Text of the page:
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I learned to love words because I couldn’t love myself.
I could not love who I was when I was not talented.
I could not love who I was when I was not the poet friend,
the writer friend,
the creator of universes,
the sculptor of worlds,
the object of their admiration,
I could not love who I was on the days when she bled the poetry out of me.
On the days when God told me “no” for the first and last time.
On the days when suicide seemed as viable an option as sleeping until noon.
On the days when her memory clung to my bones more closely than my shadow.
On the days when I sat for hours in front of the computer screen, knuckles grinding against my temples, without writing a single word.
On the days when the only thing between me and giving up was gritted teeth and a handful of painkillers.
On those days, I could not love myself.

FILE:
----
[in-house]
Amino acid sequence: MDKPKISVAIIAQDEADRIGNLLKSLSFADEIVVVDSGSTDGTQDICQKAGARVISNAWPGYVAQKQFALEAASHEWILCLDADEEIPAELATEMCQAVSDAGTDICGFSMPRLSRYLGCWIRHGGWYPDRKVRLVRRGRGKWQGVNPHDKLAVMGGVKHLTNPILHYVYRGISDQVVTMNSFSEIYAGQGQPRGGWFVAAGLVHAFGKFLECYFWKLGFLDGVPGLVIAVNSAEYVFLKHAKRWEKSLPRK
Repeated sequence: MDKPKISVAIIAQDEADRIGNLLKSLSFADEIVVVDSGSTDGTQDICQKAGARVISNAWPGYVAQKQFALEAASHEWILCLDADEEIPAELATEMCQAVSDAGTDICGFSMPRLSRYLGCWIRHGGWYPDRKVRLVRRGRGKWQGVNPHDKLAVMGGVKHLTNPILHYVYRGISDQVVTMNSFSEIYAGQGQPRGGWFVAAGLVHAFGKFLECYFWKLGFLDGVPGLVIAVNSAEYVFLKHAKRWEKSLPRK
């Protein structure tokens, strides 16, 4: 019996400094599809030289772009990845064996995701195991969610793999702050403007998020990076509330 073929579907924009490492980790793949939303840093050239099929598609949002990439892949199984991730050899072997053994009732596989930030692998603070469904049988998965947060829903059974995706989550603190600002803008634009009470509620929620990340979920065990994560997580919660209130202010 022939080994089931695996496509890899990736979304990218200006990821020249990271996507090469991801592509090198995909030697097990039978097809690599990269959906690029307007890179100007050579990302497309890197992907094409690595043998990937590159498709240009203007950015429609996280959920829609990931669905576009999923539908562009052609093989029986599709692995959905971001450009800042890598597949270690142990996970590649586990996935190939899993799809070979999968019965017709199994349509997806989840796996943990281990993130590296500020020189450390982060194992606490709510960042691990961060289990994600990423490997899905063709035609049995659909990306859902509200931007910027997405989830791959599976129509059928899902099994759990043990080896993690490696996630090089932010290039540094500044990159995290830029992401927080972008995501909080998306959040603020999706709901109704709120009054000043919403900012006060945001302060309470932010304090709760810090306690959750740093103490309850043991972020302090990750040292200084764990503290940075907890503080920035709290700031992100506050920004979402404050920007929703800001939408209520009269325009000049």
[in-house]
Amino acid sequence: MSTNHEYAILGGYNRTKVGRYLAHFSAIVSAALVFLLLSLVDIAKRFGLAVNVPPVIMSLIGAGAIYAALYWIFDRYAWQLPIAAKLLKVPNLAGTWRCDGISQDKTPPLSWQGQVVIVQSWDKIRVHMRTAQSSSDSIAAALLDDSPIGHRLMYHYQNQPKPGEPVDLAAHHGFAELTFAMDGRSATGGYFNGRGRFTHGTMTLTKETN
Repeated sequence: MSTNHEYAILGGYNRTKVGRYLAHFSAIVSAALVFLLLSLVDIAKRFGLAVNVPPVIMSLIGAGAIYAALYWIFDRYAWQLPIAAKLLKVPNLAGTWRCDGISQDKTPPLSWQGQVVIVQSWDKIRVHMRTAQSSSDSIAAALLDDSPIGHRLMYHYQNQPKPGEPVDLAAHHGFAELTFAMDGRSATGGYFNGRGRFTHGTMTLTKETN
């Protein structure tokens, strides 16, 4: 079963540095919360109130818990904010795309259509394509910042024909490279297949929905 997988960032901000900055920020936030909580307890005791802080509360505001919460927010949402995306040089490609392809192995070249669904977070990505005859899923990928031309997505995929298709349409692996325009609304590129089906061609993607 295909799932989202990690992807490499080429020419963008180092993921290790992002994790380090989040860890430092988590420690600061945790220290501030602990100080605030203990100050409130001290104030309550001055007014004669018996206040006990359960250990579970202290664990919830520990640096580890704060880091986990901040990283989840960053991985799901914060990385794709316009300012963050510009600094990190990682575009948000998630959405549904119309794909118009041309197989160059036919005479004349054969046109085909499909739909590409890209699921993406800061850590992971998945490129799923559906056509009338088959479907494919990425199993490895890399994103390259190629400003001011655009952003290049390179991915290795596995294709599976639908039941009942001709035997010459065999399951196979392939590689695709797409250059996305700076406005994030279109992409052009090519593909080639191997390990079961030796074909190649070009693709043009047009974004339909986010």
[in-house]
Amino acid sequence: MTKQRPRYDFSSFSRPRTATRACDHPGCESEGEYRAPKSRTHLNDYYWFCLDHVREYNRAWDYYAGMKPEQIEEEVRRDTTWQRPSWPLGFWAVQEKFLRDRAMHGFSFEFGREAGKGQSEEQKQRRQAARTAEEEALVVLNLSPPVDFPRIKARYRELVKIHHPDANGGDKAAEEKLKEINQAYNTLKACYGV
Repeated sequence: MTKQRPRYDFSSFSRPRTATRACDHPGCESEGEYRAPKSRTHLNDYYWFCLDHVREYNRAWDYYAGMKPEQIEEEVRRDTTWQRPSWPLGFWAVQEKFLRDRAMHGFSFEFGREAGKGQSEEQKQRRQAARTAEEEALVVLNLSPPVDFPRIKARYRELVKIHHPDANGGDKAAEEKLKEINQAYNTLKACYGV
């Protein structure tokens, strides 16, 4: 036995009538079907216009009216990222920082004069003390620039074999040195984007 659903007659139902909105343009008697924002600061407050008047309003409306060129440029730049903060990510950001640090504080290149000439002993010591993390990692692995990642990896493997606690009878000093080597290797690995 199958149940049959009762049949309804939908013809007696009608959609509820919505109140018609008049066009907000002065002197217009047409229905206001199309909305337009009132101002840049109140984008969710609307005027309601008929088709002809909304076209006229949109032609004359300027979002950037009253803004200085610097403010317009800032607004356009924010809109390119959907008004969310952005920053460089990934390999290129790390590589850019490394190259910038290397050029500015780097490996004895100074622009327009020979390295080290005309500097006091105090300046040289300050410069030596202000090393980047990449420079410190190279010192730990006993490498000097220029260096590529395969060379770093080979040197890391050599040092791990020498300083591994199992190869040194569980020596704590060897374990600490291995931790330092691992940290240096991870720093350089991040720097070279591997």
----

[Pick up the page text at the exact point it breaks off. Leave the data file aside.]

So I learned to love the words instead. I learned to love how I looked clothed in unrealistic dreams and I learned to love the embrace of stanzas when even breathing felt like inhaling broken glass.
I learned to love who I was when I was turning my ugly into pretty things.
But I didn’t learn to love myself.
And now I wonder who taught me that?
Who taught me that the knife in my stomach was to be hidden at all costs?
Who taught me how to cover the bloodstains in four layers of syllables plus a shirt made of chainmail and poems,
How to hunch my shoulders so that the handle would not stick out so garishly,
How to twist my grimace into a story because pain is impolite in civilized society.
I want to know who taught me that so I can find them,
And punch them in the mouth.